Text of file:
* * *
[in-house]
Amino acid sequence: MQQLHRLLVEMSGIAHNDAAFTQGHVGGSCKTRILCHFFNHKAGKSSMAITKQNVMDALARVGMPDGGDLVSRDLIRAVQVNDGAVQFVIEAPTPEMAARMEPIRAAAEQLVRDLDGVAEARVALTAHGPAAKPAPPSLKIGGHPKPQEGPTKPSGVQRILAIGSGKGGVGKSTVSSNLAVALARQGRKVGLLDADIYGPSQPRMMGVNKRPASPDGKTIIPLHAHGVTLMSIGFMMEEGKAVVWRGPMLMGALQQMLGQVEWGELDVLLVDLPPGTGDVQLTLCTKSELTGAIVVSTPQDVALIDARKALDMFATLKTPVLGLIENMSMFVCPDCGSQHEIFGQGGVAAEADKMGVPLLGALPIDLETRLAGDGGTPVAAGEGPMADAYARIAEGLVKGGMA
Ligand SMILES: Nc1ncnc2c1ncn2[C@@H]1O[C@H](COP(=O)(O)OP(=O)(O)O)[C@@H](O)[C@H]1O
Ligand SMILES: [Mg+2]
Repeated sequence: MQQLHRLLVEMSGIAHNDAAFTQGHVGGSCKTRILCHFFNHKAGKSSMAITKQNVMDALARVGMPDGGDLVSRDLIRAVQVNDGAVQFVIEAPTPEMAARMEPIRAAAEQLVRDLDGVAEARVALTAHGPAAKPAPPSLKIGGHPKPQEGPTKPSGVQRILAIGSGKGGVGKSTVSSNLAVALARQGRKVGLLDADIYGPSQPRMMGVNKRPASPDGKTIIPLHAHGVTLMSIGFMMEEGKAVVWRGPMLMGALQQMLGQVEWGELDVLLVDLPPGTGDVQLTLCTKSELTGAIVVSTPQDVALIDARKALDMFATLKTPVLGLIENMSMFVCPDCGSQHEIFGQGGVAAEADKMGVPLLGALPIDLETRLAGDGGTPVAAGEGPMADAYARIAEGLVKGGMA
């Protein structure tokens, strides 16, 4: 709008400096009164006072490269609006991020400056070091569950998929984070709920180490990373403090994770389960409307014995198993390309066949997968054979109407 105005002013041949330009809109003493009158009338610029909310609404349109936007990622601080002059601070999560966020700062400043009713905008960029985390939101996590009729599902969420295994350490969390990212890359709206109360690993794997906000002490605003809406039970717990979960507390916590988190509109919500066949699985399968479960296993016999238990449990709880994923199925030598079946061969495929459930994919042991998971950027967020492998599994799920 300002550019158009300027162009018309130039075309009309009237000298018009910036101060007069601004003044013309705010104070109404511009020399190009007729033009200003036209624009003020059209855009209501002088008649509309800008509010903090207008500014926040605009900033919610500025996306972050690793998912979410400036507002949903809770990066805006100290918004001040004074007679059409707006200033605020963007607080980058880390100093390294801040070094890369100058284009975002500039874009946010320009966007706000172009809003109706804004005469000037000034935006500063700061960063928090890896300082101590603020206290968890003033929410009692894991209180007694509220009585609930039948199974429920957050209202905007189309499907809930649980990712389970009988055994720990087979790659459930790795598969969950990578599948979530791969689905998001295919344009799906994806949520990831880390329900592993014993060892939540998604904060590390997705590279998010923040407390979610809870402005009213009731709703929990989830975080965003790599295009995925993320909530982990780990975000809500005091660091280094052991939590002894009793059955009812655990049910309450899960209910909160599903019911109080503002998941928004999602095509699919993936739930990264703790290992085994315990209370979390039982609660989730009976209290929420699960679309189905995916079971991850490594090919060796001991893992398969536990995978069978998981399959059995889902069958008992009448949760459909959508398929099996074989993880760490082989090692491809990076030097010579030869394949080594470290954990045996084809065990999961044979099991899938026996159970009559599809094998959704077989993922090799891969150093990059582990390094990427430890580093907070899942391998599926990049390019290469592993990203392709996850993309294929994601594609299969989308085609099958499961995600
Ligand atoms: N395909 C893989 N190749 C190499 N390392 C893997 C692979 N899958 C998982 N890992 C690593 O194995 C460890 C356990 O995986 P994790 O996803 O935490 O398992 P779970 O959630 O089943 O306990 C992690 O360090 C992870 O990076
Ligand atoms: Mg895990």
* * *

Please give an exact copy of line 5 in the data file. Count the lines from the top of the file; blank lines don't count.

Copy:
Repeated sequence: MQQLHRLLVEMSGIAHNDAAFTQGHVGGSCKTRILCHFFNHKAGKSSMAITKQNVMDALARVGMPDGGDLVSRDLIRAVQVNDGAVQFVIEAPTPEMAARMEPIRAAAEQLVRDLDGVAEARVALTAHGPAAKPAPPSLKIGGHPKPQEGPTKPSGVQRILAIGSGKGGVGKSTVSSNLAVALARQGRKVGLLDADIYGPSQPRMMGVNKRPASPDGKTIIPLHAHGVTLMSIGFMMEEGKAVVWRGPMLMGALQQMLGQVEWGELDVLLVDLPPGTGDVQLTLCTKSELTGAIVVSTPQDVALIDARKALDMFATLKTPVLGLIENMSMFVCPDCGSQHEIFGQGGVAAEADKMGVPLLGALPIDLETRLAGDGGTPVAAGEGPMADAYARIAEGLVKGGMA